Here’s something for you to think about as poll season picks up and thus also begins the season for audacious announcements. The latest is the announcement of an unconditional cash handout to the poor of the country, as promised by Congress party president Rahul Gandhi.
As a nation, we need to extend a helping hand to the vulnerable. We need to step up for those who have been left behind. Social security nets across the world have worked favourably in alleviating people out of poverty. So yes, most definitely, we need a better and a wider social security net that expands to cover the poor, the elderly and the disabled.
According to data from the State of the Social Safety Nets 2018 published by the World Bank, among the very poor who received safety net benefits, 36 per cent escaped poverty. The impact was measured based on available household data from 79 countries by comparing the welfare of the safety nets beneficiaries to what it would have been had they not received the support.
Safety nets typically include cash, in-kind transfers, social pensions, public works and school feeding programmes targeted to poor and vulnerable households.
India has experimented with all of these interventions in some form or the other — we have had MGNREGA (a certain amount of money linked to asset creation; public works); mid-day meal schemes; Right to Education (RTE) and the like.
And in almost all of these, results have been far from desired. MGNREGA did play a role in bringing down poverty — but the impact has been like a drop in the ocean.
There are massive implementation challenges in a country like India for its sheer size and diversity – corruption, pilferage, leakages, middlemen, bureaucracy have meant that such schemes, though very well intended, have not been able to deliver the desired results. India has also had direct cash transfers in place of subsidies to cut out the role of the middleman. And direct cash transfers in lieu of subsidies seem to have worked better simply because an ecosystem to implement this has been put together or is under work.
Aadhaar gave millions of Indians an identity — and a bank account linked to that identity meant that the money was transferred into the beneficiary’s account.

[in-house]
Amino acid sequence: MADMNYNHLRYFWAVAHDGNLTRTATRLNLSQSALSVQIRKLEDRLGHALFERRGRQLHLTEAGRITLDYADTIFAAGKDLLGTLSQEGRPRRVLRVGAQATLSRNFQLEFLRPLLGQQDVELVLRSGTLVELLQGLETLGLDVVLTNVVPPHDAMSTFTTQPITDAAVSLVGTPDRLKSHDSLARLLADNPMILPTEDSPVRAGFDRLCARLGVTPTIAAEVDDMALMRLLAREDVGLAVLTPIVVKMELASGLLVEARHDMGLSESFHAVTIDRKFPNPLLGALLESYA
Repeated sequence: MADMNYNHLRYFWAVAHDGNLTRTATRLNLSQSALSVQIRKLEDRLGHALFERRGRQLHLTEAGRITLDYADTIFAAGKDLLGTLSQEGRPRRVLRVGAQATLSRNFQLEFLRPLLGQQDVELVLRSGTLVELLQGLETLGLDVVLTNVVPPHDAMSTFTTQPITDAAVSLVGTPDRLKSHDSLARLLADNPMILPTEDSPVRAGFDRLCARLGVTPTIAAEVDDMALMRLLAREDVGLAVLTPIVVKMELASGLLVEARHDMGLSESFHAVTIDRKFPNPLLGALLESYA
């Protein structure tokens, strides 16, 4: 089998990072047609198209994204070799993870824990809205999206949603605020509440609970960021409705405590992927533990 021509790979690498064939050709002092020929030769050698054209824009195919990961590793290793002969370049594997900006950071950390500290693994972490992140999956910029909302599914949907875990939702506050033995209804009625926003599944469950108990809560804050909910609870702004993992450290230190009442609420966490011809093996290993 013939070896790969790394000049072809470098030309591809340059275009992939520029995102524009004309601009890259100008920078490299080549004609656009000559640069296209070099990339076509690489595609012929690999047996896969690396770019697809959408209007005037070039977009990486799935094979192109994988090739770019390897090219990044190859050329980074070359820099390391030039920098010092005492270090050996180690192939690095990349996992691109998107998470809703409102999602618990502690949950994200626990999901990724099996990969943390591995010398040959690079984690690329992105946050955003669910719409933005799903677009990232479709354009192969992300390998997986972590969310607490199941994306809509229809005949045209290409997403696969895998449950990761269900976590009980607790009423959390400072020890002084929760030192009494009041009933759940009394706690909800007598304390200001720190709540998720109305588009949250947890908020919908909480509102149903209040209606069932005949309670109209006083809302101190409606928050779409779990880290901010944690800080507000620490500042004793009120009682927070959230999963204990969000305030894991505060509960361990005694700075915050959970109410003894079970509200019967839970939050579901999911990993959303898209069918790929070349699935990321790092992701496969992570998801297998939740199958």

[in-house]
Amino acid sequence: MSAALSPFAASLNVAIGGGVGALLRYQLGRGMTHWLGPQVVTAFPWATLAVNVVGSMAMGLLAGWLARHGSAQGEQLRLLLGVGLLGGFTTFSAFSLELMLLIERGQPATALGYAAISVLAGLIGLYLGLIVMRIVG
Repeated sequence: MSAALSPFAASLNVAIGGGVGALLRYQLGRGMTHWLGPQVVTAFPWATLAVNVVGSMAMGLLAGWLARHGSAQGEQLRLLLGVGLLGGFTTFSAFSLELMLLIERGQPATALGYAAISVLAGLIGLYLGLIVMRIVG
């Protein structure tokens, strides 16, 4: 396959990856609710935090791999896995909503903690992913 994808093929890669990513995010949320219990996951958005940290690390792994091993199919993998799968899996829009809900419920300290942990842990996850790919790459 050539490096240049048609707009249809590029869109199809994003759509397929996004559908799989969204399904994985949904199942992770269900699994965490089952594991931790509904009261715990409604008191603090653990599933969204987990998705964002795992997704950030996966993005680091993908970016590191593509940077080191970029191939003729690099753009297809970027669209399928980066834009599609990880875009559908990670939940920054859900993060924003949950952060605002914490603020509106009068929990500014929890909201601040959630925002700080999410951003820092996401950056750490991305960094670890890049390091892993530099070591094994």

No, it hasn’t been seamless, but it is a definitive step forward in the direction of inclusion and empowerment.
So, what’s the problem with a minimum income guarantee (MIG) which is unconditional?
While the details of it are unknown, it is obviously not for cultivators or farmers alone. It is for anyone who is poor. India will have a new poverty line in June, which will help decide who gets the money. But since this guarantee extends beyond subsidies and beyond a certain group, like farmers, for instance, it should worry us — India is home to one of the youngest populations in the world.
By 2020, the median age of India will be 28 years. China’s median age is 37, Japan’s is 49, Western Europe’s is 45.
So, while the world is grappling with an aging population, India has a powerhouse of young people, and demographics greatly impact the growth trajectory of a nation. China and the United States have capitalised on this and continue to do so.
More young people means a robust labour force, higher productivity if the right opportunities are created, a higher savings rate because a working population tends to save more too.
With higher productivity and savings, there is a clear shift towards a bigger middle class. But all this is contingent upon how productively the young are channelized. How well they are educated, trained, their health, and then, the jobs created to employ the millions who join the labour force every year.
India is clearly facing a massive challenge on that count. Our manufacturing sector is looking at massive automation; we are living in a world that is increasingly looking inwards; construction — a big job creator at one time — is also heavily automated. We do not have another sector equivalent to the IT sector that had emerged as a key growth driver for jobs in the early 2000s. Not only that, India also faces a big challenge of finding the right people for the jobs available. Our government education system has failed an entire generation, skill development programmes continue to work mostly on paper.
So, what are we doing? As a nation, we are not enabling our youth to build a better life for themselves.
And it begins from the time a child is enrolled into school, right upto the point when s/he looks for a job.
A majority of Indians start from a position of massive disadvantage and carry that baggage with them through their lifetime. In such a scenario, to offer unconditional free money to the poor, in a way gives out the message that it is ok to not ‘earn’ a living because you will get money anyway, is perilous. It tempts groups to take up vices which they otherwise perhaps couldn’t afford. I wouldn’t want to generalise that free money would lead to alcohol and drug abuse. I am certain there will be some people who will end up using the money wisely. But what percentage?
And is it ok to risk damaging the psychology of a nation that anyway trails in productivity? East European Nations are struggling with this trend, where families are expanding to tap into benefits. Unconditional cash transfers perhaps work best for Nordic countries where education levels are high.
In this, I would take a leaf out of Arvind Kejriwal’s playbook who has focused relentlessly on improving the public education system in Delhi. From parent-teacher meetings to keeping teachers accountable and now with free coaching classes for NEET and JEE entrance exams, the Delhi government has perhaps understood that a strong foundation is what we need to build an able nation.
And that foundation starts with education. It shouldn’t end with dole.